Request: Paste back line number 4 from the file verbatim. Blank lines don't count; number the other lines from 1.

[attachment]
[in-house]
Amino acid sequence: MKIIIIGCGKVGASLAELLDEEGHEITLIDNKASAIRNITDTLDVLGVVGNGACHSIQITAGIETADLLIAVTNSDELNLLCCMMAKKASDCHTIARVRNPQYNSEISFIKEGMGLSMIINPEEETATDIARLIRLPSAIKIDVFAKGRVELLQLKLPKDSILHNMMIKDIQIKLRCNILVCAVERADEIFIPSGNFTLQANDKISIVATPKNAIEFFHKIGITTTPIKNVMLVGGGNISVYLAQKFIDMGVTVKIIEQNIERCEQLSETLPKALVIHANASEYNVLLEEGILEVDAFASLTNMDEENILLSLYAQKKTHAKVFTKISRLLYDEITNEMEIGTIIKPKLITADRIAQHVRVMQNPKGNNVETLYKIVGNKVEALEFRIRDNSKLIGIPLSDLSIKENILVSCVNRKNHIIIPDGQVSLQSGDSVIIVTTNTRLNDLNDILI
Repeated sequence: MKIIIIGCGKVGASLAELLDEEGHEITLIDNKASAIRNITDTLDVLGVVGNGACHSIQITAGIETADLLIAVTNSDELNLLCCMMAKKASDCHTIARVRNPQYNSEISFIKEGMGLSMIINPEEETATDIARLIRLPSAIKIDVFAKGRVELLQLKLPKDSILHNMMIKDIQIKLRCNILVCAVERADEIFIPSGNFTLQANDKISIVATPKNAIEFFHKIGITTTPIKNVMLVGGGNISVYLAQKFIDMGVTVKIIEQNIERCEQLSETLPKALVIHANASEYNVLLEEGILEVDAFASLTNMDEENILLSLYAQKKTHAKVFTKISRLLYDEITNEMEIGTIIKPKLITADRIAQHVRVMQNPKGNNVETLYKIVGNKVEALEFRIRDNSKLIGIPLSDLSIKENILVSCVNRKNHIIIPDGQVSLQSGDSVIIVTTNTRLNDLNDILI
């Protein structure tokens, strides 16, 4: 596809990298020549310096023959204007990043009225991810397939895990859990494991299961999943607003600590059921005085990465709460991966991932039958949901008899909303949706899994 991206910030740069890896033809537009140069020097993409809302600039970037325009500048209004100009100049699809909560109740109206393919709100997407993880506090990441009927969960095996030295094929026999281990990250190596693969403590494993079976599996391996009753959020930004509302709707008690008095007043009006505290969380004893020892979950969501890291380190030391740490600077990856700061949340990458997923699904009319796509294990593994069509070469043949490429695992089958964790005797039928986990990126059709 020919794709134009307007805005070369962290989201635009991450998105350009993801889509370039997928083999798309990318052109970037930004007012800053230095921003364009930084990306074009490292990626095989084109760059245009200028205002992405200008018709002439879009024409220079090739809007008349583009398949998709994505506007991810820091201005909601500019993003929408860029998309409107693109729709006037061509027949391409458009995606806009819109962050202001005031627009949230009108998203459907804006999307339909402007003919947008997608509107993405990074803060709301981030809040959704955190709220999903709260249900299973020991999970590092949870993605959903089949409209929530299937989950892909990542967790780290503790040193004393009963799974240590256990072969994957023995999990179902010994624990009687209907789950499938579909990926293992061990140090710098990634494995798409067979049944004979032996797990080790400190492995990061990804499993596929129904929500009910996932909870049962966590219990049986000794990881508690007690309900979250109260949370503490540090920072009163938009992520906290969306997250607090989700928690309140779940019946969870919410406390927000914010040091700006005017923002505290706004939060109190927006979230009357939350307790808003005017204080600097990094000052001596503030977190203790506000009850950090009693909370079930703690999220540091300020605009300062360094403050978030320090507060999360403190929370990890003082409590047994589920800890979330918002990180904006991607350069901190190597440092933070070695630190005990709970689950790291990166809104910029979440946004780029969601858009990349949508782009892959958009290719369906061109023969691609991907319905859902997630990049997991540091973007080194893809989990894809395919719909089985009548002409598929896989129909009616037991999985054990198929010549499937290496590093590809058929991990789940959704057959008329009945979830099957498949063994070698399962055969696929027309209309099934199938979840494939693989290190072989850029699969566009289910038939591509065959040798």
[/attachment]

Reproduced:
């Protein structure tokens, strides 16, 4: 596809990298020549310096023959204007990043009225991810397939895990859990494991299961999943607003600590059921005085990465709460991966991932039958949901008899909303949706899994 991206910030740069890896033809537009140069020097993409809302600039970037325009500048209004100009100049699809909560109740109206393919709100997407993880506090990441009927969960095996030295094929026999281990990250190596693969403590494993079976599996391996009753959020930004509302709707008690008095007043009006505290969380004893020892979950969501890291380190030391740490600077990856700061949340990458997923699904009319796509294990593994069509070469043949490429695992089958964790005797039928986990990126059709 020919794709134009307007805005070369962290989201635009991450998105350009993801889509370039997928083999798309990318052109970037930004007012800053230095921003364009930084990306074009490292990626095989084109760059245009200028205002992405200008018709002439879009024409220079090739809007008349583009398949998709994505506007991810820091201005909601500019993003929408860029998309409107693109729709006037061509027949391409458009995606806009819109962050202001005031627009949230009108998203459907804006999307339909402007003919947008997608509107993405990074803060709301981030809040959704955190709220999903709260249900299973020991999970590092949870993605959903089949409209929530299937989950892909990542967790780290503790040193004393009963799974240590256990072969994957023995999990179902010994624990009687209907789950499938579909990926293992061990140090710098990634494995798409067979049944004979032996797990080790400190492995990061990804499993596929129904929500009910996932909870049962966590219990049986000794990881508690007690309900979250109260949370503490540090920072009163938009992520906290969306997250607090989700928690309140779940019946969870919410406390927000914010040091700006005017923002505290706004939060109190927006979230009357939350307790808003005017204080600097990094000052001596503030977190203790506000009850950090009693909370079930703690999220540091300020605009300062360094403050978030320090507060999360403190929370990890003082409590047994589920800890979330918002990180904006991607350069901190190597440092933070070695630190005990709970689950790291990166809104910029979440946004780029969601858009990349949508782009892959958009290719369906061109023969691609991907319905859902997630990049997991540091973007080194893809989990894809395919719909089985009548002409598929896989129909009616037991999985054990198929010549499937290496590093590809058929991990789940959704057959008329009945979830099957498949063994070698399962055969696929027309209309099934199938979840494939693989290190072989850029699969566009289910038939591509065959040798």